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Turkey continues its foreign policy blunders

Turkey finds itself ever more isolated after making "frenemies" on all fronts.
A U.S. military commander (R) walks with a commander (C) from the Kurdish People's Protection Units (YPG) as they inspect the damage at YPG headquarters after it was hit by Turkish airstrikes in Mount Karachok near Malikiya, Syria April 25, 2017. REUTERS/ Rodi Said - RTS13VA8

Turkish authorities denied its citizens access to Wikipedia, and on the same day, US troops began to deploy along the Turkey-Syria border to prevent Turkey's military from attacking the Kurdish People's Protection Units (YPG), the main US ally in Syria against the Islamic State (IS). There is no correlation between the two developments, but the irony is there: Turkey is keeping the West out, just as the West is keeping Turkey in.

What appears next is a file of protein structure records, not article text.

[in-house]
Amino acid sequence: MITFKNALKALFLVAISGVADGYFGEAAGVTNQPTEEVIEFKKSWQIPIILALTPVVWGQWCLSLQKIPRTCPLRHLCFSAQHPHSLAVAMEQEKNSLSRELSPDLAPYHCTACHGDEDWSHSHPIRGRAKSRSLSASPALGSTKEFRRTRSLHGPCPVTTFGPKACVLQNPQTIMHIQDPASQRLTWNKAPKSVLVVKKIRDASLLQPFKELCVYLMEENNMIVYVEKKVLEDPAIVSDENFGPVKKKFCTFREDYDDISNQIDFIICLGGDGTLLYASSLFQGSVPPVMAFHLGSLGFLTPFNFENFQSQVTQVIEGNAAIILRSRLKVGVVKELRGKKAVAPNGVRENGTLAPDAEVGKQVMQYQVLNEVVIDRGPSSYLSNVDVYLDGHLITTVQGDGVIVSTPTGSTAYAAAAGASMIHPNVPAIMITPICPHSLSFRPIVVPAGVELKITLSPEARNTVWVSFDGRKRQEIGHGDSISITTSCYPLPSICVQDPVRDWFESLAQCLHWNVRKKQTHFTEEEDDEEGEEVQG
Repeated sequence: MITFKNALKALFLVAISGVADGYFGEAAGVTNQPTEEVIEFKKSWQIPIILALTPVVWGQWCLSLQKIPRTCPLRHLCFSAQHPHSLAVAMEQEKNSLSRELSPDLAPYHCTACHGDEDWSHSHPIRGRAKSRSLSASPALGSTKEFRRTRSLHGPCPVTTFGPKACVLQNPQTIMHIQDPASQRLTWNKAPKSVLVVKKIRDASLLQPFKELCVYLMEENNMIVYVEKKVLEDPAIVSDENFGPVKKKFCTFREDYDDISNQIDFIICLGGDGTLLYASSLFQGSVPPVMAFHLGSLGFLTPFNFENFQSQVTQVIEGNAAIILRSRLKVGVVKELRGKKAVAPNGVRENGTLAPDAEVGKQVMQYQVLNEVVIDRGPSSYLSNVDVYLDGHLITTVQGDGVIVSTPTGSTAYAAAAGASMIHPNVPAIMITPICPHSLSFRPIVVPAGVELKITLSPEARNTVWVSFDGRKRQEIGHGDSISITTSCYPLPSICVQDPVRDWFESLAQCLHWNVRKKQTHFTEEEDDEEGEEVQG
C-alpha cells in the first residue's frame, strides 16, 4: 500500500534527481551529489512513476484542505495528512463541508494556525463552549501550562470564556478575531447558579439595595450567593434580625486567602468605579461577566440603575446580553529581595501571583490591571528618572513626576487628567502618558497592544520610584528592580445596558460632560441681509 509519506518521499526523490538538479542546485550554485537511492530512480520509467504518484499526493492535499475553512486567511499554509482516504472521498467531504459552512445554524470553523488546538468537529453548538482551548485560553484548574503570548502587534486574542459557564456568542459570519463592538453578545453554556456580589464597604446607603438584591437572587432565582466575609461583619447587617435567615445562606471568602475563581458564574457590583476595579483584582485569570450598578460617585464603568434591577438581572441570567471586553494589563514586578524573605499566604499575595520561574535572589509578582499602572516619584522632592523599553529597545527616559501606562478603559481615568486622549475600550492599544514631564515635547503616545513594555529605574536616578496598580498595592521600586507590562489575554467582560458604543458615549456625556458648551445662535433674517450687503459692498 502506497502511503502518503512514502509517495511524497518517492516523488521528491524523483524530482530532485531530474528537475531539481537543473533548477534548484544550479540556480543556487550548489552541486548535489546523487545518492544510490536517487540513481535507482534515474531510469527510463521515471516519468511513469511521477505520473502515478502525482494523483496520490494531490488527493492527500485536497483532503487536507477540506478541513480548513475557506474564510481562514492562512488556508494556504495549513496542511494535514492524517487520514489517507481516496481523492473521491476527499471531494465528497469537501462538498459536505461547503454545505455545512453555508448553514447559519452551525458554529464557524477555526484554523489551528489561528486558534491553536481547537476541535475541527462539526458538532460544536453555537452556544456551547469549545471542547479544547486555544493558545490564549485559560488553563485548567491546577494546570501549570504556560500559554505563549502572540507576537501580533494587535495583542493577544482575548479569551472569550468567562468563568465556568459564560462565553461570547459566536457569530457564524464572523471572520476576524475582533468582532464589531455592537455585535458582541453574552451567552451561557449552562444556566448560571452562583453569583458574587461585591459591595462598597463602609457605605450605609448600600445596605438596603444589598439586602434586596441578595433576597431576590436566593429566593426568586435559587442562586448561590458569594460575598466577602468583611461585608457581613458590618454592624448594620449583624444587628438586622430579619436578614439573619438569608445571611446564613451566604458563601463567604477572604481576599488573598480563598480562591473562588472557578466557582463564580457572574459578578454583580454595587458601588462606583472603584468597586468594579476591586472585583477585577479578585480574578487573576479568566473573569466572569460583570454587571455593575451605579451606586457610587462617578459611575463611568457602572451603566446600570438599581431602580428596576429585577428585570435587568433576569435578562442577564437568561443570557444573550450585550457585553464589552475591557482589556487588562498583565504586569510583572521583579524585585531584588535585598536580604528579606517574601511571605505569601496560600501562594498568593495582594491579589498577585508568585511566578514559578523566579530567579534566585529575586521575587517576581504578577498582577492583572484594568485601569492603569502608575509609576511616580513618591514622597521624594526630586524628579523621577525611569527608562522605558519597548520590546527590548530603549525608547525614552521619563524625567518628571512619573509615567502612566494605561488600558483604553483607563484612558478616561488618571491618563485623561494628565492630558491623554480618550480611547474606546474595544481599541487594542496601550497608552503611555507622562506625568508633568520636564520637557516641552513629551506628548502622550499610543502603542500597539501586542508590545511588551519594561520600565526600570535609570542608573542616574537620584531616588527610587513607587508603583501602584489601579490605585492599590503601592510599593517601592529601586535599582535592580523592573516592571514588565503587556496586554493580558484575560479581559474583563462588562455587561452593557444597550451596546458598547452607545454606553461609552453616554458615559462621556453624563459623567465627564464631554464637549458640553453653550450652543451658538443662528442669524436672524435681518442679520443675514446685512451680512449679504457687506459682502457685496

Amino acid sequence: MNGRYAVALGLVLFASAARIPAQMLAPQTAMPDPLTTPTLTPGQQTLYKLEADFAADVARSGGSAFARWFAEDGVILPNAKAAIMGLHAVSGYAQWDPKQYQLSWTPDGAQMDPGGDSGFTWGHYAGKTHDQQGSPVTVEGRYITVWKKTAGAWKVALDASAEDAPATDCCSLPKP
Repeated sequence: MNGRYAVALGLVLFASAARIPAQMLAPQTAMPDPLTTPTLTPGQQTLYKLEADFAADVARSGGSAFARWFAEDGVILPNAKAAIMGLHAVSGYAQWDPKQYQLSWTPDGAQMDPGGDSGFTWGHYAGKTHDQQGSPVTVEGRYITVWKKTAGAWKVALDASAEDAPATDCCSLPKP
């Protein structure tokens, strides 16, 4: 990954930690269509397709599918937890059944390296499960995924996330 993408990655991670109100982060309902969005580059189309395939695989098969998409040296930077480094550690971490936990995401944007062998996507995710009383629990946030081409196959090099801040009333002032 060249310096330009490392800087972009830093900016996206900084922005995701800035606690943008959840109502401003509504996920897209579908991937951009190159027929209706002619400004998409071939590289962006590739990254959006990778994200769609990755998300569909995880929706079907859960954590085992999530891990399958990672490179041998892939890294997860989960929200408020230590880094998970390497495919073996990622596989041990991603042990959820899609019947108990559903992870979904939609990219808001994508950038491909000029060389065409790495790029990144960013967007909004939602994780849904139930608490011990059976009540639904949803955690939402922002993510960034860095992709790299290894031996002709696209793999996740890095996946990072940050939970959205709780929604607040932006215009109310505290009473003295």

The Turkish air force on April 25 bombed the YPG general command, its Denge Rojava Radio premises and some other targets in northeastern Syria. Turkish President Recep Tayyip Erdogan asserted that Americans and a number of allies and partners of Turkey were given advance notice. It came out later that the United States was notified just 52 minutes before the bombing.

Some pundits offered an analysis that Turkey was testing American resolve before a May 16 meeting between Erdogan and US President Donald Trump. Those observers said Ankara, by escalating its fight against the YPG, was putting pressure on the United States to choose between Turkey — its formal NATO ally — and those Kurdish partners on the Syrian battlefield who Turkish leaders see as terrorists as a security threat.